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The Wednesday Takeaway

For two innings in yesterday’s matchup with the Yankees, David Price bent but did not break. He struck out a pair to strand two runners in the first, then induced a twin killing to thwart two more in the second. Shane Greene matched those goose eggs for the visitors, and the game was scoreless into the third.

The top of the New York order came up for the second time, led by Jacoby Ellsbury, who singled and stole second. Then Derek Jeter doubled. Then Martin Prado singled. Then Mark Teixeira doubled, and it was 2-0 Yankees.

At some point, Price had to record an out, right? Not yet.

Carlos Beltran singled home Prado, and Brian McCann did the same for Teixeira. Chase Headley singled to load the bases.

That’s seven straight hits against one of the best pitchers in the American League. Surely, three quick outs were in store, right? Nope.

Brett Gardner picked up an infield single. Then Francisco Cervelli singled, and the Yankees had batted around on nine consecutive hits. Really. This happened:

Brad Ausmus watched from the visiting dugout in disbelief, before finally pulling the plug on Price’s night and inserting Blaine Hardy. Two sac flies and a ground out ended the inning, but not before the Yankees surged ahead 8-0.

As New York Daily News beat writer Mark Feinsand pointed out, it was the first time that any American League lineup had strung together nine straight knocks in an inning since 1996, when the Tigers were the ones who accomplished the feat. On Wednesday, they learned that what goes around, comes around—after 18 years.

Price—two-plus innings, 12 hits, eight runs—wore the collar while Greene carved up the Tigers for eight strikeouts in seven innings of two-run work. One of those runs came on Victor Martinez’s 26th home run. Adam Warren and Dellin Betances each surrendered a run in mopup duty, but that only brought the score to 8-4, which is where it would stay.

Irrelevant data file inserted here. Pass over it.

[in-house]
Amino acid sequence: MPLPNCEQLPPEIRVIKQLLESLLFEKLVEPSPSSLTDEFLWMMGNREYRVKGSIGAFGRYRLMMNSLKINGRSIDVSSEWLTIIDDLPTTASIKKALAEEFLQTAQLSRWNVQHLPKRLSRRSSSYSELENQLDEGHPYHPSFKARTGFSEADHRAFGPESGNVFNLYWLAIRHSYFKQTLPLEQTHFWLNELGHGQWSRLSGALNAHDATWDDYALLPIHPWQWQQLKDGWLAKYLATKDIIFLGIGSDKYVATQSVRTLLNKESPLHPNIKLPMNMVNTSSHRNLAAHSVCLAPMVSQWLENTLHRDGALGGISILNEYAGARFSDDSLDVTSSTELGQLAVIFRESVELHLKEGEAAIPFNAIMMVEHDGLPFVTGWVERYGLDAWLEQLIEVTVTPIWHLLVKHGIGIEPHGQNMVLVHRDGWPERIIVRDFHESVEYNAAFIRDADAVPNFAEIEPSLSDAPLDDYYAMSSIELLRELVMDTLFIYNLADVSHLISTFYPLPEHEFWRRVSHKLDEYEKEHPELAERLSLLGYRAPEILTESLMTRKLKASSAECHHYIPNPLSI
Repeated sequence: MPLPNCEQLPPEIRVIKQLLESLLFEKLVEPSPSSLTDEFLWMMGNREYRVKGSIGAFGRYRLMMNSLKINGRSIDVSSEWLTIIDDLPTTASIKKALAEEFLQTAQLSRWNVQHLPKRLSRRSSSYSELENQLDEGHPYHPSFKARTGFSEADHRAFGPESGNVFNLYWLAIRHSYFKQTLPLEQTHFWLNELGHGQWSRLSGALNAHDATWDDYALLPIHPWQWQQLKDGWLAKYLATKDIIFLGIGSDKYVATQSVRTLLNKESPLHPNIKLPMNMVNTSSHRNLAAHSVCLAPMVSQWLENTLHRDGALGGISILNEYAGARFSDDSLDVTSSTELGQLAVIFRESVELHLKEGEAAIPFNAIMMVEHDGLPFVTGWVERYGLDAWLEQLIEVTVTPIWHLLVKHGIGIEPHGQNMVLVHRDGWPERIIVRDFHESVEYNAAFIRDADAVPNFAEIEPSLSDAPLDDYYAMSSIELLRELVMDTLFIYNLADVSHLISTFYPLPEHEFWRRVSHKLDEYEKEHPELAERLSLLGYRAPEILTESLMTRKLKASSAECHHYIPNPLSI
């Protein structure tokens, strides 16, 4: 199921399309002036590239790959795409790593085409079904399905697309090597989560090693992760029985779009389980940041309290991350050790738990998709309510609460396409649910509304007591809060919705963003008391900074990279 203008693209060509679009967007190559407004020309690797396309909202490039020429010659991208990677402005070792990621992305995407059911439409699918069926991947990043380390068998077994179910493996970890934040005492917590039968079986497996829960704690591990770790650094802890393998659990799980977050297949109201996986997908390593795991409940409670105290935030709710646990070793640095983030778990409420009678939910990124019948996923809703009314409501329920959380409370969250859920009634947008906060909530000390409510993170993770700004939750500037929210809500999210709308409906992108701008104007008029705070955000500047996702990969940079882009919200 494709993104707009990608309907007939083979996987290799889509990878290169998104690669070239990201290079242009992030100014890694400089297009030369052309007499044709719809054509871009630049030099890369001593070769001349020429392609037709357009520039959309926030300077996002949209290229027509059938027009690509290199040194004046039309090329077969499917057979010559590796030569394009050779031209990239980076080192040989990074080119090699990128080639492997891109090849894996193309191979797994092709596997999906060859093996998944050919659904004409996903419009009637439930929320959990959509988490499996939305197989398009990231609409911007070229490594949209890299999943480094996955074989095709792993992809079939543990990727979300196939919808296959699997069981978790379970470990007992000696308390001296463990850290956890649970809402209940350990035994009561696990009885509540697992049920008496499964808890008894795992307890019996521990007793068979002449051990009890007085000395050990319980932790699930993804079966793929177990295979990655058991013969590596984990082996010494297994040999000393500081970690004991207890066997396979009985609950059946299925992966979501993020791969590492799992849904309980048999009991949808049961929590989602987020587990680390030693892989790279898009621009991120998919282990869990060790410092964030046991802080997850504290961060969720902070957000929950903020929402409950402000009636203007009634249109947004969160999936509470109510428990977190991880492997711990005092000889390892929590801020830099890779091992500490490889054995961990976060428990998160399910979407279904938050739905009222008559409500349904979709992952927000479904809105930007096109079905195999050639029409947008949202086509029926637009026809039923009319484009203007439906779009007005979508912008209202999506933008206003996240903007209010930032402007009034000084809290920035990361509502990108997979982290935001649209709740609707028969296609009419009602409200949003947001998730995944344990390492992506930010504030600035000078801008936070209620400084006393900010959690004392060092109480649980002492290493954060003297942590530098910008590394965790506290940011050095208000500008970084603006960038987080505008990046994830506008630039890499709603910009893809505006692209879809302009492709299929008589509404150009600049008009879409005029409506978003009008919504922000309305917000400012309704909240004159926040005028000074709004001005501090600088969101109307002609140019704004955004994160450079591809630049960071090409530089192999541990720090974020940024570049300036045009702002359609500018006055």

The incredible third-inning rally was more than enough to give the Yankees their sixth win in seven games. They sit 2 1/2 games behind the Mariners for the second wild card spot in the American League. The Tigers are two games up on the Bombers in the same hunt.

Quick Hits from Wednesday

Price allowed 12 hits on Wednesday. Drew Smyly, whom the Rays acquired from the Tigers in the three-team deal that shipped their former ace to the Motor City, has allowed only 11 over his last four starts.

After authoring a two-hit shutout over the Blue Jays last week, Smyly kept on rolling at Camden Yards, shaking of a Chris Davis dinger in a seven-inning, one-run showing. He walked one and struck out six, lowering his ERA to 3.31, and Brad Boxberger and Jake McGee took care of the rest.

Meanwhile, the Rays offense tagged Kevin Gausman for three runs (two earned) in four innings. All of the runs scored in the first and second. Ben Zobrist kicked off the opening salvo with a double and capped off the scoring in the latter frame with a sacrifice fly.

Neither side plated a run after the second in the 3-1 affair.


Jorge Soler didn’t wait long to announce his arrival:

Inspired by Luis Valbuena, who went yard immediately before his first major-league at-bat, the 22-year-old Cuban thumped a Mat Latos fastball 423 feet to center field, beginning his career by taking part in a back-to-back set. On a night when Jacob Turner scuffled through 3 2/3 innings and watched six runs score, three of them with the help of errors by his infielders, those big flies were about all Cubs fans had to applaud.

By contrast, the home crowd at Great American Ball Park got seven adequate innings from Latos, the homers notwithstanding, as he struck out 10 and walked only one. The Reds countered the Valbuena and Soler dingers with two runs of their own in the last of the second, and they tacked on four more in the fourth, eventually winning 7-5.


Adam Wainwright versus Jeff Locke might be a mismatch on paper, but the underdog got the job done for the Pirates last night.

Each starter served up a home run: Wainwright a two-run shot to Ike Davis in the second, Locke a solo blast to Matt Holliday. The former was Davis’ second game-winner in as many days, a worthy encore to his pinch-hit long ball on Tuesday.

Despite throwing just 13 first-pitch strikes in 28 tries, Wainwright permitted only one more run in six innings, scattering seven singles besides the Davis dinger. That wasn’t enough on Wednesday, because Locke was sharper, keeping the ball on the dirt to the tune of 14 ground-ball outs in 7 1/3 innings.

Tony Watson and Mark Melancon slammed the door in the rubber match, clinching a critical series win for the Pirates, who now sit four games back of the Brewers and 2 ½ behind the second-place Cards, currently the no. 1 wild card team in the senior circuit. The Giants, who hold the other, are 1 ½ games up on the Bucs.